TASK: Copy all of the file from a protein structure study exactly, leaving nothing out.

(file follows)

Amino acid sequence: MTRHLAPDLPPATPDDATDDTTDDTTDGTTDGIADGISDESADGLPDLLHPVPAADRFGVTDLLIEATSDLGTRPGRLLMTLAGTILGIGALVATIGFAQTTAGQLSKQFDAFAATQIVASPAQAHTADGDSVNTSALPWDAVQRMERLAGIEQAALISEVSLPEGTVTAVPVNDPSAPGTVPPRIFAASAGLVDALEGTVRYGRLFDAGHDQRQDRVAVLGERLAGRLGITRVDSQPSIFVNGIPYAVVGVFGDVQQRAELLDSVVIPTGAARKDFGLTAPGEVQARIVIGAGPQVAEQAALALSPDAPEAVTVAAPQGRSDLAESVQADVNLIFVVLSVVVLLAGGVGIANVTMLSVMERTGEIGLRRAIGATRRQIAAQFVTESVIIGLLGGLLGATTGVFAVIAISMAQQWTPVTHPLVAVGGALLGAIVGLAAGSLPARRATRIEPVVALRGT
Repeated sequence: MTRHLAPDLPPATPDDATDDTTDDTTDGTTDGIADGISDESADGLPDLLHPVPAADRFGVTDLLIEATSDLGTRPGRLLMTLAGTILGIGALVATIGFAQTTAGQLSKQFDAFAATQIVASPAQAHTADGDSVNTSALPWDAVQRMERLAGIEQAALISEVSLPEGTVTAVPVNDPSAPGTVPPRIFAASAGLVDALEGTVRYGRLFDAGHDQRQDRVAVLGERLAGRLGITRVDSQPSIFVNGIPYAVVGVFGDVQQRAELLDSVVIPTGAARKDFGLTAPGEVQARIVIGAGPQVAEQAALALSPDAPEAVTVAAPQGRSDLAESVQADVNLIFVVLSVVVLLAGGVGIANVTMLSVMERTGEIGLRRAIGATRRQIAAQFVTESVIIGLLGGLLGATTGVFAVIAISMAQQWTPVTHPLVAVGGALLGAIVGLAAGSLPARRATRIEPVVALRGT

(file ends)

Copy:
Amino acid sequence: MTRHLAPDLPPATPDDATDDTTDDTTDGTTDGIADGISDESADGLPDLLHPVPAADRFGVTDLLIEATSDLGTRPGRLLMTLAGTILGIGALVATIGFAQTTAGQLSKQFDAFAATQIVASPAQAHTADGDSVNTSALPWDAVQRMERLAGIEQAALISEVSLPEGTVTAVPVNDPSAPGTVPPRIFAASAGLVDALEGTVRYGRLFDAGHDQRQDRVAVLGERLAGRLGITRVDSQPSIFVNGIPYAVVGVFGDVQQRAELLDSVVIPTGAARKDFGLTAPGEVQARIVIGAGPQVAEQAALALSPDAPEAVTVAAPQGRSDLAESVQADVNLIFVVLSVVVLLAGGVGIANVTMLSVMERTGEIGLRRAIGATRRQIAAQFVTESVIIGLLGGLLGATTGVFAVIAISMAQQWTPVTHPLVAVGGALLGAIVGLAAGSLPARRATRIEPVVALRGT
Repeated sequence: MTRHLAPDLPPATPDDATDDTTDDTTDGTTDGIADGISDESADGLPDLLHPVPAADRFGVTDLLIEATSDLGTRPGRLLMTLAGTILGIGALVATIGFAQTTAGQLSKQFDAFAATQIVASPAQAHTADGDSVNTSALPWDAVQRMERLAGIEQAALISEVSLPEGTVTAVPVNDPSAPGTVPPRIFAASAGLVDALEGTVRYGRLFDAGHDQRQDRVAVLGERLAGRLGITRVDSQPSIFVNGIPYAVVGVFGDVQQRAELLDSVVIPTGAARKDFGLTAPGEVQARIVIGAGPQVAEQAALALSPDAPEAVTVAAPQGRSDLAESVQADVNLIFVVLSVVVLLAGGVGIANVTMLSVMERTGEIGLRRAIGATRRQIAAQFVTESVIIGLLGGLLGATTGVFAVIAISMAQQWTPVTHPLVAVGGALLGAIVGLAAGSLPARRATRIEPVVALRGT